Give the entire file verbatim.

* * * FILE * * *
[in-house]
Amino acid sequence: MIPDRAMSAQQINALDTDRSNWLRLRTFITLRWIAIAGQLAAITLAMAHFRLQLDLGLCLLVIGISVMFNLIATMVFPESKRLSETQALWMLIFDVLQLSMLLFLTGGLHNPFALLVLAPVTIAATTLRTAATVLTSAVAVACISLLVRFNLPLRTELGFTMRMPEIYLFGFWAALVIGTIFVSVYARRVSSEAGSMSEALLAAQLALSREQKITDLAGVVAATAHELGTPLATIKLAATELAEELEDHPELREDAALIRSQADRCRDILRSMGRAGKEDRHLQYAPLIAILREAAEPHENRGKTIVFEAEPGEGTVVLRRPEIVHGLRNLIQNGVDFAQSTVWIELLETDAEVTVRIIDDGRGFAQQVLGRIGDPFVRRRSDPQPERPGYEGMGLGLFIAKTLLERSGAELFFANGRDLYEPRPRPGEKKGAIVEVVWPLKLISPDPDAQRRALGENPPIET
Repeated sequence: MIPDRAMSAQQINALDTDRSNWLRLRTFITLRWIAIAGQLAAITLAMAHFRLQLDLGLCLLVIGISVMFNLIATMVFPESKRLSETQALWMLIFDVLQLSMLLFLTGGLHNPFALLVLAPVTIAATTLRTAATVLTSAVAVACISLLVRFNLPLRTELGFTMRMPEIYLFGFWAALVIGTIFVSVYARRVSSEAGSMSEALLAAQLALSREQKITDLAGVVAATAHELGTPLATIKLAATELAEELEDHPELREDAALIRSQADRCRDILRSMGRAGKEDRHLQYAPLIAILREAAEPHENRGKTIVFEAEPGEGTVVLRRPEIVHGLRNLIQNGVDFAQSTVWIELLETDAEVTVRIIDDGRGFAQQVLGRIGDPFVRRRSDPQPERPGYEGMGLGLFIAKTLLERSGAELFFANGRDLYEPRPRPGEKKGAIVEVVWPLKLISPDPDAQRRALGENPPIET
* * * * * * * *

[in-house]
Amino acid sequence: MIPDRAMSAQQINALDTDRSNWLRLRTFITLRWIAIAGQLAAITLAMAHFRLQLDLGLCLLVIGISVMFNLIATMVFPESKRLSETQALWMLIFDVLQLSMLLFLTGGLHNPFALLVLAPVTIAATTLRTAATVLTSAVAVACISLLVRFNLPLRTELGFTMRMPEIYLFGFWAALVIGTIFVSVYARRVSSEAGSMSEALLAAQLALSREQKITDLAGVVAATAHELGTPLATIKLAATELAEELEDHPELREDAALIRSQADRCRDILRSMGRAGKEDRHLQYAPLIAILREAAEPHENRGKTIVFEAEPGEGTVVLRRPEIVHGLRNLIQNGVDFAQSTVWIELLETDAEVTVRIIDDGRGFAQQVLGRIGDPFVRRRSDPQPERPGYEGMGLGLFIAKTLLERSGAELFFANGRDLYEPRPRPGEKKGAIVEVVWPLKLISPDPDAQRRALGENPPIET
Repeated sequence: MIPDRAMSAQQINALDTDRSNWLRLRTFITLRWIAIAGQLAAITLAMAHFRLQLDLGLCLLVIGISVMFNLIATMVFPESKRLSETQALWMLIFDVLQLSMLLFLTGGLHNPFALLVLAPVTIAATTLRTAATVLTSAVAVACISLLVRFNLPLRTELGFTMRMPEIYLFGFWAALVIGTIFVSVYARRVSSEAGSMSEALLAAQLALSREQKITDLAGVVAATAHELGTPLATIKLAATELAEELEDHPELREDAALIRSQADRCRDILRSMGRAGKEDRHLQYAPLIAILREAAEPHENRGKTIVFEAEPGEGTVVLRRPEIVHGLRNLIQNGVDFAQSTVWIELLETDAEVTVRIIDDGRGFAQQVLGRIGDPFVRRRSDPQPERPGYEGMGLGLFIAKTLLERSGAELFFANGRDLYEPRPRPGEKKGAIVEVVWPLKLISPDPDAQRRALGENPPIET